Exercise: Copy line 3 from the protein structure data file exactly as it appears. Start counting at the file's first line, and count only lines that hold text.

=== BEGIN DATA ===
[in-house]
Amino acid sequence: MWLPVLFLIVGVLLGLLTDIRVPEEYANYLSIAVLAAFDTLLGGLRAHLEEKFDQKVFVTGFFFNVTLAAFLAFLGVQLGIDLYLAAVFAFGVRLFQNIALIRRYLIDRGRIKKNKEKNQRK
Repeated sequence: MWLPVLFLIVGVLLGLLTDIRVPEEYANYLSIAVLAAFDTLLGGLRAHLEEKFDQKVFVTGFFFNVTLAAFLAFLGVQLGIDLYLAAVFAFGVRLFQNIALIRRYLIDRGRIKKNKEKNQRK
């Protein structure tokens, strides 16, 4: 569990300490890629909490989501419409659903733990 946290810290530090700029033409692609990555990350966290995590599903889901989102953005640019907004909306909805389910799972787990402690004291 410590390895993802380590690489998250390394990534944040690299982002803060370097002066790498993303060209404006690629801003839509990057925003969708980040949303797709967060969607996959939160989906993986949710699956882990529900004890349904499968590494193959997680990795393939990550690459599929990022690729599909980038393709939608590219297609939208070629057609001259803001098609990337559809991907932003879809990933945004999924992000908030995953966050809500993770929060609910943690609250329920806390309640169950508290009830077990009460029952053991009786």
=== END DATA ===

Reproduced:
Repeated sequence: MWLPVLFLIVGVLLGLLTDIRVPEEYANYLSIAVLAAFDTLLGGLRAHLEEKFDQKVFVTGFFFNVTLAAFLAFLGVQLGIDLYLAAVFAFGVRLFQNIALIRRYLIDRGRIKKNKEKNQRK